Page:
Loquat: Jewel of the South

With spring’s arrival comes the loquat, bursting with tropical fragrance and flavor.

When my husband and I retired to coastal Alabama some years ago, we marveled at an attractively shaped, deep green tree we found growing here. With its whirls of glossy foliage and a naturally pleasing shape and its small round or pear-shaped fruits in hues of yellow and orange, it was a mysterious beauty to behold. Enough folks had them growing in their gardens that we soon found out that what we were admiring was the luscious loquat tree (Eriobotrya japonica), a native of China. 

Loquats arrived in America by way of Charleston, South Carolina, in the 1850s and were sold at nurseries across the Southeast, from North Carolina to Texas. The versatile, but often underutilized, fruit has attracted the attention of Southern chefs in recent years who feature it in everything from loquat liqueur to flavorful ice creams and in sauces accompanying savory dishes.

Loquats are members of the rose family, along with apples, strawberries and pears. The tree’s charming silhouette makes it an excellent ornamental lawn specimen. It produces small round or pear-shaped fruits, rarely more than two inches long. The yellow or orange flesh of the loquat can be sweet or slightly acidic in flavor, but when peeled and eaten fresh off the tree, they are quite tasty — somewhat like the combination of a peach and mango. They make for excellent jams, jellies, preserves, cobblers or pies. Just one self-pollinating variety can provide an ample yield.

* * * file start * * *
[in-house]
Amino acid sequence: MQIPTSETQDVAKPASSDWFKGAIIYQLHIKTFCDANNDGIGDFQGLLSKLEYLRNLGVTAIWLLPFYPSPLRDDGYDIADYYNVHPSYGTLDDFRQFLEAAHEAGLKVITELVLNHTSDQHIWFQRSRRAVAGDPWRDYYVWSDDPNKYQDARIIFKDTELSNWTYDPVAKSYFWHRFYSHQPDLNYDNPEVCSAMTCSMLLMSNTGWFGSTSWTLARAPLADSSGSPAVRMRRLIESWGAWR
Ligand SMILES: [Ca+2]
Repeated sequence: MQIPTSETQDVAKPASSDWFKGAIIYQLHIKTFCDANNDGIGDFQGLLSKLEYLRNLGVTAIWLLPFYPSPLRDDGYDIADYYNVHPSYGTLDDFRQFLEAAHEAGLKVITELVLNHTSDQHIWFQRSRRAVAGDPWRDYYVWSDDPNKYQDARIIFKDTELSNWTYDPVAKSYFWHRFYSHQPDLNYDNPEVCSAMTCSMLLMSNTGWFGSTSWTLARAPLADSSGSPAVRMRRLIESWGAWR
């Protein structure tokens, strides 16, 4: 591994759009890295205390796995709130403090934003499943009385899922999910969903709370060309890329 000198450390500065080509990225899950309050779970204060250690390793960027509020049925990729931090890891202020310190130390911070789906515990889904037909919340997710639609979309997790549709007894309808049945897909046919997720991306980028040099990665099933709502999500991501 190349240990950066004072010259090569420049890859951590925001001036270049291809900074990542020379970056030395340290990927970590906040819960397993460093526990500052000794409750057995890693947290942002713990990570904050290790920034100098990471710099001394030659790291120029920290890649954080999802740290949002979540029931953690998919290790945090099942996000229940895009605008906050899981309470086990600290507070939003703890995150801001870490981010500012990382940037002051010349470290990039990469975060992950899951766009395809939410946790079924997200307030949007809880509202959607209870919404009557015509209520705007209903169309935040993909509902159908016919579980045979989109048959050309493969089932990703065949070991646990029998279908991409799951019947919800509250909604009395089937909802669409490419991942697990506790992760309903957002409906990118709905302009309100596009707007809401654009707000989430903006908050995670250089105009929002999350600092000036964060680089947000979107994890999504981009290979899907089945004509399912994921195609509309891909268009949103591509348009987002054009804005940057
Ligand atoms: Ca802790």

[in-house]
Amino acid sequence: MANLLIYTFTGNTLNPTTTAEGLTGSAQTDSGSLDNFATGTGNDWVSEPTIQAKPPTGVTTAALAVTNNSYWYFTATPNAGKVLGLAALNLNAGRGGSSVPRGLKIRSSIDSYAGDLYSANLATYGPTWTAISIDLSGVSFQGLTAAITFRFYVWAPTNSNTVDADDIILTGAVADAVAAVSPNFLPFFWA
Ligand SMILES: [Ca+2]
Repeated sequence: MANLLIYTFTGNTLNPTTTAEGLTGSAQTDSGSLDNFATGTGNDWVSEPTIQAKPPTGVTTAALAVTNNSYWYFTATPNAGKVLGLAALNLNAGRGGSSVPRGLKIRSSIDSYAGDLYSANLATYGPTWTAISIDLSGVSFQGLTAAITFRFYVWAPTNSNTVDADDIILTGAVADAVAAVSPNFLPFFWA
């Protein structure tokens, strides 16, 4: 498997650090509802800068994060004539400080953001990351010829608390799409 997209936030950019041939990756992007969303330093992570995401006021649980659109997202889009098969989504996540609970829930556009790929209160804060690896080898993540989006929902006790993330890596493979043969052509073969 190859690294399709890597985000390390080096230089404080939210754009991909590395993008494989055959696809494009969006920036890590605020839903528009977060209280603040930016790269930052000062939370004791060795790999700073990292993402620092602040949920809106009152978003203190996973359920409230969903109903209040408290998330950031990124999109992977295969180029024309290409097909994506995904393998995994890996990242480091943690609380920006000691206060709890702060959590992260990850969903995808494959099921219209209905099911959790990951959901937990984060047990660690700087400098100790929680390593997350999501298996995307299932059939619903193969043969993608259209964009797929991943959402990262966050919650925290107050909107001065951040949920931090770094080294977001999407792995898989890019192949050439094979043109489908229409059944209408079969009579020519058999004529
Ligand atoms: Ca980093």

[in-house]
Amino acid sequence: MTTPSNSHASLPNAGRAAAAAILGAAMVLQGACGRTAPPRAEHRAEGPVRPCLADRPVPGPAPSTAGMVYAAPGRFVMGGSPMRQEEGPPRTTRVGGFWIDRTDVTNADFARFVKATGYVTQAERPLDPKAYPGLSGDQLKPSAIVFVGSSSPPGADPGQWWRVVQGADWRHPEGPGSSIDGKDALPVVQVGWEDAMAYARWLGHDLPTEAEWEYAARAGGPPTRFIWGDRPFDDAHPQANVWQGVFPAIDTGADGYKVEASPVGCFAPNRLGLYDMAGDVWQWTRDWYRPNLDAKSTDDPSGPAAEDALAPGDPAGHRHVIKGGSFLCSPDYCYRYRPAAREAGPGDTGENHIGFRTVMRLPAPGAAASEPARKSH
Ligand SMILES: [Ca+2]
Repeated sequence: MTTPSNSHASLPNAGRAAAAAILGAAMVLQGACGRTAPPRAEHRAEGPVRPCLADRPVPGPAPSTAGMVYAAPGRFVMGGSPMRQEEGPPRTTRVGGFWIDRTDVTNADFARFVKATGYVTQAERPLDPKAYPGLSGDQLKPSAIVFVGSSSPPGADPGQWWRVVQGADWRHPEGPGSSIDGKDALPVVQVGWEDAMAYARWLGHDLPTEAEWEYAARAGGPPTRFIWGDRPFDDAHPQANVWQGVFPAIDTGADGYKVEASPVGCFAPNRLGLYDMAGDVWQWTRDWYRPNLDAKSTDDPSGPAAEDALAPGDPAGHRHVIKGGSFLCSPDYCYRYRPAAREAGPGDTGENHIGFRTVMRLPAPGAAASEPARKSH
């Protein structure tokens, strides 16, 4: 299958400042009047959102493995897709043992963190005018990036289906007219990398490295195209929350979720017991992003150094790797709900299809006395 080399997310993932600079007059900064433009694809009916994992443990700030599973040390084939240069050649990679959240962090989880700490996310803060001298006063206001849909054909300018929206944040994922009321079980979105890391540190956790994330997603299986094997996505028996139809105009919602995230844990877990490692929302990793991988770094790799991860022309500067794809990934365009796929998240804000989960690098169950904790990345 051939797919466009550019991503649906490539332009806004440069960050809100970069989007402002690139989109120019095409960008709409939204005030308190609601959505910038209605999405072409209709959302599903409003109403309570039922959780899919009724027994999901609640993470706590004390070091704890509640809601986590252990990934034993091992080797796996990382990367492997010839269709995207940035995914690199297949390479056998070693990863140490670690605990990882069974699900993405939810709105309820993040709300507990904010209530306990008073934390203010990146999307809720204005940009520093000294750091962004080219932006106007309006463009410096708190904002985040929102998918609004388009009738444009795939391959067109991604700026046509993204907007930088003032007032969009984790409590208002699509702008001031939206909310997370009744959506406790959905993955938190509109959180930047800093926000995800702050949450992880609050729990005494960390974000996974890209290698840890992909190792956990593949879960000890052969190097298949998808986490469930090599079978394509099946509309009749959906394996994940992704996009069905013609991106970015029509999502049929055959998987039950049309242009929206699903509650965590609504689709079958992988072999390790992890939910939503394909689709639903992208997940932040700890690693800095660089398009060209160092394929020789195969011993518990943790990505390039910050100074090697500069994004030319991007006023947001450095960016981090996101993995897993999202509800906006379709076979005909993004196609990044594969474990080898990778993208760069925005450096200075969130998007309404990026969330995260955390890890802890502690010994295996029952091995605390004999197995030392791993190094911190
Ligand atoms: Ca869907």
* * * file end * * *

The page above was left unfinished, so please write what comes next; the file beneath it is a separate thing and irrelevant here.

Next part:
Loquats are well adapted to subtropical and mild temperatures, making it a darling in our Southern coastal climate. With its impressive, tropical-looking foliage, the tree can be grown primarily as an ornamental, with sweet-scented flowers. But why overlook the deliciousness of the fruit? Loquats dangle in fragrant clusters from the tree to announce spring all across the South.

- Sponsors -

The Lowdown on Loquats

Choose a sunny location away from other trees, structures and power lines. Loquats can tolerate partial shade but flowers and fruits will be reduced.

Loquats grow rapidly and can reach up to 30 feet. Prune to 15 feet to make harvesting fruit easier. They have a lifespan between 20 – 30 years. 

Loquat thrive on good nutrition, water management and weed control. Fertilize the tree a couple of times a year with a lawn fertilizer that contains no weed killers. Water the loquat tree when the blossoms begin to swell in the spring. Apply water slowly to allow to
sink into the soil. A layer of mulch will help keep pesky weeds away.

Look for a self-pollinating variety to ensure a good crop. 

The fruit is ready to pick when it turns a golden apricot color. Don’t let the birds beat you to the fruit in early spring — you will surely have a fight on your hands! 

Get Cooking

The loquat’s small, golden fruit can be used in many creative culinary ways: 

• High pectin levels and a natural sweetness make for excellent jams and chutneys.
• Blend with yogurt and milk for a lassi or other fruits and juice for a smoothie. 
• Combine with ginger and soy for a honey-sweet glaze on chicken.
• Poach fruit and serve on a shortcake biscuit with a dollop of homemade whipped cream to wake up a sleepy palate.

Cheryl Albin “Dooley” Berry writes for Gulf Coast News in Baldwin County and lives with husband Scott and English mastiff Happy in Spanish Fort.

Get the best of Mobile delivered to your inbox

Be the first to know about local events, home tours, restaurant reviews and more!